The narratives people use and craft to make sense of this whole episode (literally I suppose) have been fascinating. One the one hand, the city is stoked, volunteers are abundant, billboards are up. Maleno Development has established a new Family-to-Family Fund at the Erie Community Foundation. The show has definitely stirred the city and unleashed an adrenaline rush for volunteerism and “our community.” We are lucky to have this happen to our community.
On the other, people question the future for this family. In a meeting completely unrelated to the project, my superiors started speaking about it with wide eyes and gossip-brushed tones.
So many people end up losing the homes;
they can’t afford it;
I hope they don’t run into financial trouble.
They then went on to talk about how the materials are paid for.
I don’t think the show pays for them;
I think the money we can bid ($10 per chance to win a private tour of the home and/or the highest bid for a chance to ride “that bus”) goes to paying for materials;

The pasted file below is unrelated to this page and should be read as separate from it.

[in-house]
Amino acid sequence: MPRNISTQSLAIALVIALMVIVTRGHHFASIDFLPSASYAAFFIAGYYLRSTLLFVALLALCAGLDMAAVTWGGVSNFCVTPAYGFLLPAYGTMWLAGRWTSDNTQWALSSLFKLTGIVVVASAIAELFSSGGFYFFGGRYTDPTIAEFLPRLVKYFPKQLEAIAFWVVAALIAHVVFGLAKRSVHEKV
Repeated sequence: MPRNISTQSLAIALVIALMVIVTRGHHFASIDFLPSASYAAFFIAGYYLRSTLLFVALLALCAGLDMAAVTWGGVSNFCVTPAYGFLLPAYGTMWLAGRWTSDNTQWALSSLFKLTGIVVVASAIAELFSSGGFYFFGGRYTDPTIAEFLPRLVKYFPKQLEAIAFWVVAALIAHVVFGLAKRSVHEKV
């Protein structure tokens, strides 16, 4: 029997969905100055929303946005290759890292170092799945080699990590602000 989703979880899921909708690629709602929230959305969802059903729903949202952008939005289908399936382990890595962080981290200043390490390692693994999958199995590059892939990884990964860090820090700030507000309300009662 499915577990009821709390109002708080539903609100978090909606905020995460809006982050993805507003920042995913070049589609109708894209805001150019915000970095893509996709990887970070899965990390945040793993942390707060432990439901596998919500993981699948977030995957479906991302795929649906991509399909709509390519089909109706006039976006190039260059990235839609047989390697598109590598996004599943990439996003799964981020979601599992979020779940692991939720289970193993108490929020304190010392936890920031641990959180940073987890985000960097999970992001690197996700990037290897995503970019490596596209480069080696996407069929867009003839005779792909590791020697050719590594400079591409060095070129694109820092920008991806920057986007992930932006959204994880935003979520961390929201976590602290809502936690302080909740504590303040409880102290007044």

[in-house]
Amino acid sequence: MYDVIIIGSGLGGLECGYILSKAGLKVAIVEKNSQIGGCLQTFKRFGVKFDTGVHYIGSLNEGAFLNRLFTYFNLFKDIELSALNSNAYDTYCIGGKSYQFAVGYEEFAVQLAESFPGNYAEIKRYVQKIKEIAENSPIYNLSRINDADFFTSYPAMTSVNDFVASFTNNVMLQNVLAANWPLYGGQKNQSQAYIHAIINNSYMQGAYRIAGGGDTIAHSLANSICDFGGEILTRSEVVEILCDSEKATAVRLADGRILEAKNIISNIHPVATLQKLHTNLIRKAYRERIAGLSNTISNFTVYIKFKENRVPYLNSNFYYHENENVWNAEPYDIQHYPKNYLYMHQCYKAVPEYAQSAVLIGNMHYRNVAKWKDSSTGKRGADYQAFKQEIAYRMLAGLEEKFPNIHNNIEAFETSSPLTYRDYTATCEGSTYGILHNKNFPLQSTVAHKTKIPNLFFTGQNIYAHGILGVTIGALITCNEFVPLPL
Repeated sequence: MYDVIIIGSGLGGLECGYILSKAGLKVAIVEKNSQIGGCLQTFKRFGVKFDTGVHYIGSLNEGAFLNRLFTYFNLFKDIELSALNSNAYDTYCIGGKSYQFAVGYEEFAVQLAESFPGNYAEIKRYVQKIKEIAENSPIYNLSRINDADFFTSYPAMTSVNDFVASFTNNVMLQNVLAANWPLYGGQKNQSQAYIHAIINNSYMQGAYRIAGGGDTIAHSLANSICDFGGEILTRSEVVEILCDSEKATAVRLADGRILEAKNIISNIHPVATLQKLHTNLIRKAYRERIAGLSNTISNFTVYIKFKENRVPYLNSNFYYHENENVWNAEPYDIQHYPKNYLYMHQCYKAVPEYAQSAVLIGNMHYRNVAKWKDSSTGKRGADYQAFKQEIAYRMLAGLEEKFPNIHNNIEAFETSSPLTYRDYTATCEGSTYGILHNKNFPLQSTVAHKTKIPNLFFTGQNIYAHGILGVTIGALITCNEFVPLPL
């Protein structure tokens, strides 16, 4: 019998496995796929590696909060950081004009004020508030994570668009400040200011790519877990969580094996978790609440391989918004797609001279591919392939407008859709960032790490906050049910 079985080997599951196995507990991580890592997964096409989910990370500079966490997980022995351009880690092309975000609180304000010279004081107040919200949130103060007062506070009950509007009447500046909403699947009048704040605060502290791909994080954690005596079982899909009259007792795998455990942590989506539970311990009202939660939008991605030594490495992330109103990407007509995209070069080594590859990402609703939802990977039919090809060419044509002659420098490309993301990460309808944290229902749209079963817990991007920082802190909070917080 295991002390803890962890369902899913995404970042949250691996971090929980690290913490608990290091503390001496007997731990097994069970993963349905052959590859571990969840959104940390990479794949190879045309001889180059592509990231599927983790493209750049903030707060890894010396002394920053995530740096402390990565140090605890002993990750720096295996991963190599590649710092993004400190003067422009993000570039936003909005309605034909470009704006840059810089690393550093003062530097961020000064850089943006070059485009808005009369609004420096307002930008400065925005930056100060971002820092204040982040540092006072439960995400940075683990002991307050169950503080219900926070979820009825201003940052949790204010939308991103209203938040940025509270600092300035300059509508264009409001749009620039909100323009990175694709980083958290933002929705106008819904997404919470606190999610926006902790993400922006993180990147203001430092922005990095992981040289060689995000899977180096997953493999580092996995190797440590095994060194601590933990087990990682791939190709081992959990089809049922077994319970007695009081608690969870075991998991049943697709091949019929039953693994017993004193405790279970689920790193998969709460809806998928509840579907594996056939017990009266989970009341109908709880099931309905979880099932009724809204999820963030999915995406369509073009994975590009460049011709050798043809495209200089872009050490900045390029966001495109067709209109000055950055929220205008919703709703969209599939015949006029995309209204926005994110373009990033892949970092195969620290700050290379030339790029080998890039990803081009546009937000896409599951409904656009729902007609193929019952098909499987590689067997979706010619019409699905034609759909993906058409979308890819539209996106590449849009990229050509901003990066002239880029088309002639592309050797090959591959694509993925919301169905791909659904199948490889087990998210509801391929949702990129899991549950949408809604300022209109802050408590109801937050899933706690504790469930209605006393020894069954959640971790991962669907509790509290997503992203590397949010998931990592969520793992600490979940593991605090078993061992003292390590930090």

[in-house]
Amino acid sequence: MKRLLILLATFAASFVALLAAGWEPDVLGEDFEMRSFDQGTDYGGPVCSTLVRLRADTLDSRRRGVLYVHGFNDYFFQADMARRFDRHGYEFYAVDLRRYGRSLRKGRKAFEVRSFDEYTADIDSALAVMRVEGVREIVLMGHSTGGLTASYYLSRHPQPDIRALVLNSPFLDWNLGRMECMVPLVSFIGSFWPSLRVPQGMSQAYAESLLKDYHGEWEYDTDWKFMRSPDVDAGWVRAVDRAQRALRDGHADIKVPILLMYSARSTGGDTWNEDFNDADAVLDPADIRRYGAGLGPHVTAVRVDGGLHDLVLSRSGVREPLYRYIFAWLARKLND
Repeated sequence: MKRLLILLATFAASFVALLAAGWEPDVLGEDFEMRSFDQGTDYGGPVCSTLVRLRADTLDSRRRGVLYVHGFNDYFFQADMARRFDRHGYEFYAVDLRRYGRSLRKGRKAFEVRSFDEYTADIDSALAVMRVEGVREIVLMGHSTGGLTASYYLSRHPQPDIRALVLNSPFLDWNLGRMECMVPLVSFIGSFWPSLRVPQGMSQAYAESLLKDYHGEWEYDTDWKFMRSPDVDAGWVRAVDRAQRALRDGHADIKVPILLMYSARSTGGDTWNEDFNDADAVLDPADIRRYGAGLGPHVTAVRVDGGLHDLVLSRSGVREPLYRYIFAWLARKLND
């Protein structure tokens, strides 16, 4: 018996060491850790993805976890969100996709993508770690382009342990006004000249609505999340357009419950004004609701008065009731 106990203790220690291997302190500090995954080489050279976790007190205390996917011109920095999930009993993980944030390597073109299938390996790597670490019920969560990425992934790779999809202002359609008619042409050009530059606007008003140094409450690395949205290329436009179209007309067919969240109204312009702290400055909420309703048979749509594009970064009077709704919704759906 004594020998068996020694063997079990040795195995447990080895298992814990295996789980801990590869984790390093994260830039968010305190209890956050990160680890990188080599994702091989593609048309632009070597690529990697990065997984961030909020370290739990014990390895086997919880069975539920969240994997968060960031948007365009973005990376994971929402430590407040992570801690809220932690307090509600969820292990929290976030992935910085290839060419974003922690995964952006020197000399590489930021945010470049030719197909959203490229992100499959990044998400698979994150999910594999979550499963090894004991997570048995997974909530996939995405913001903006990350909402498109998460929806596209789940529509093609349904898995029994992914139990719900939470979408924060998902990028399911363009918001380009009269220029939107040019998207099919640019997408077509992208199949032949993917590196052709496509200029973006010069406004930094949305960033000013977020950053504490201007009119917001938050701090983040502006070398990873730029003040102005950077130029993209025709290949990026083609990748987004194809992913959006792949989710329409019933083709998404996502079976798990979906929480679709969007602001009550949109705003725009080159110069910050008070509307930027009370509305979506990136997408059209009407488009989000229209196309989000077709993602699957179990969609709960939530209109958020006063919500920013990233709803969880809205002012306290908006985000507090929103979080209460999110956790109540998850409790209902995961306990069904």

Oh, this show is a huge cash cow.
The material theory was all speculation, so it was interesting to watch the conversation progress. By the end, everyone had settled on that presumption, shaking their heads. Nevertheless, we as ECF staff are still volunteering for the project with the hope that everything will work out in the end.
I’m not saying either of these opinions is good or bad, right or wrong, because we convey stories of luck and miracles or skepticism and concern to understand reality, develop opinions, and spawn solidarity with others. But I think recognizing these various sides to the extreme makeover build is crucial for “our community,” one that is visibly segregated economically and racially as so many are. A neighborhood cleanup once a year in commemoration of the project won’t be enough to makeover the disparities so embedded in our cities. This family's financial path should remain a hands-on concern for us, not just a prayer.
I hope we recognize what groups we assign to “our community” when we say it. I imagine the meaning and image of “our community” has significantly shifted for many since that big bus rolled into town; I imagine it now includes classes or individuals we never directly pictured as “ours.” So can the thriving volunteer spirit and camaraderie with groups whose paths we probably never before crossed last beyond the Bus Move rally on Thursday? I certainly hope so.
Along with physical development, I hope Erie has the savvy to develop its relationships, loosen its boundaries, and work to keep every person on the same plane of value, beyond Ty’s (unfortunate) departure. After the adrenaline crashes, I hope that Bus Move chutzpah stays vibrant, curious, and always extreme for our community.